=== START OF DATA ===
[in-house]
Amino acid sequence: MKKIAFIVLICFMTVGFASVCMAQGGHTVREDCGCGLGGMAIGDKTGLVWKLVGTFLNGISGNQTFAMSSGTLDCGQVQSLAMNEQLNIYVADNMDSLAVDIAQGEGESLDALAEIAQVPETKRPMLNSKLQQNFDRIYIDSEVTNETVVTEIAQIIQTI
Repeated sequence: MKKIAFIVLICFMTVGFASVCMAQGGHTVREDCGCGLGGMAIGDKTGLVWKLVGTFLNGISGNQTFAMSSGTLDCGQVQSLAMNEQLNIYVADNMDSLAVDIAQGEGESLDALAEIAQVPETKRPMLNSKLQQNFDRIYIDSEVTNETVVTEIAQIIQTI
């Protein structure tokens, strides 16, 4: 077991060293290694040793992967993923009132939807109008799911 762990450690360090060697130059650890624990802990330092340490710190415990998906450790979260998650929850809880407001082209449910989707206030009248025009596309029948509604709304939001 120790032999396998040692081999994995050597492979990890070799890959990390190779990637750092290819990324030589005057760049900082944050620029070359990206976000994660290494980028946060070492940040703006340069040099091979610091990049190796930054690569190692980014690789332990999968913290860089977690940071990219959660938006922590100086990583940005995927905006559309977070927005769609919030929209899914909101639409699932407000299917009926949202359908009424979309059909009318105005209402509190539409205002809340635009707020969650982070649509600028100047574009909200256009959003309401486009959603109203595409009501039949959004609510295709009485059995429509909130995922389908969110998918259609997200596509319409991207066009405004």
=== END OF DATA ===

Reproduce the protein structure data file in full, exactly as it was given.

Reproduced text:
[in-house]
Amino acid sequence: MKKIAFIVLICFMTVGFASVCMAQGGHTVREDCGCGLGGMAIGDKTGLVWKLVGTFLNGISGNQTFAMSSGTLDCGQVQSLAMNEQLNIYVADNMDSLAVDIAQGEGESLDALAEIAQVPETKRPMLNSKLQQNFDRIYIDSEVTNETVVTEIAQIIQTI
Repeated sequence: MKKIAFIVLICFMTVGFASVCMAQGGHTVREDCGCGLGGMAIGDKTGLVWKLVGTFLNGISGNQTFAMSSGTLDCGQVQSLAMNEQLNIYVADNMDSLAVDIAQGEGESLDALAEIAQVPETKRPMLNSKLQQNFDRIYIDSEVTNETVVTEIAQIIQTI
């Protein structure tokens, strides 16, 4: 077991060293290694040793992967993923009132939807109008799911 762990450690360090060697130059650890624990802990330092340490710190415990998906450790979260998650929850809880407001082209449910989707206030009248025009596309029948509604709304939001 120790032999396998040692081999994995050597492979990890070799890959990390190779990637750092290819990324030589005057760049900082944050620029070359990206976000994660290494980028946060070492940040703006340069040099091979610091990049190796930054690569190692980014690789332990999968913290860089977690940071990219959660938006922590100086990583940005995927905006559309977070927005769609919030929209899914909101639409699932407000299917009926949202359908009424979309059909009318105005209402509190539409205002809340635009707020969650982070649509600028100047574009909200256009959003309401486009959603109203595409009501039949959004609510295709009485059995429509909130995922389908969110998918259609997200596509319409991207066009405004």